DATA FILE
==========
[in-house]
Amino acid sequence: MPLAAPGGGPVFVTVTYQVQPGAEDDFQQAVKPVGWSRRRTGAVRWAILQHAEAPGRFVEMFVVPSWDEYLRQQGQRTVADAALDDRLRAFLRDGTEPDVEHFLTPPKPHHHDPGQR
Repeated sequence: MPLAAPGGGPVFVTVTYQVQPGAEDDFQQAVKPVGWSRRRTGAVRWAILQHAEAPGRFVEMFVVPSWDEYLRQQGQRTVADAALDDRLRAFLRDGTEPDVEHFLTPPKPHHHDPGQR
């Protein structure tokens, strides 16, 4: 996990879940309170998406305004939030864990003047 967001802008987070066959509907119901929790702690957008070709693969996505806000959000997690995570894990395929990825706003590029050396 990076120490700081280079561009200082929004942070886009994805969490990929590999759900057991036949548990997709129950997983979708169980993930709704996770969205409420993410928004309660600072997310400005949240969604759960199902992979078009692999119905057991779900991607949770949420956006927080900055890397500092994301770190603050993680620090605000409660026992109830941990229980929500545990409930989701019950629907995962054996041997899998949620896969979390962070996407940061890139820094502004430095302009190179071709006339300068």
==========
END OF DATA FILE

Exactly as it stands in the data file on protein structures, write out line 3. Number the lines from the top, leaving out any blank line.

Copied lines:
Repeated sequence: MPLAAPGGGPVFVTVTYQVQPGAEDDFQQAVKPVGWSRRRTGAVRWAILQHAEAPGRFVEMFVVPSWDEYLRQQGQRTVADAALDDRLRAFLRDGTEPDVEHFLTPPKPHHHDPGQR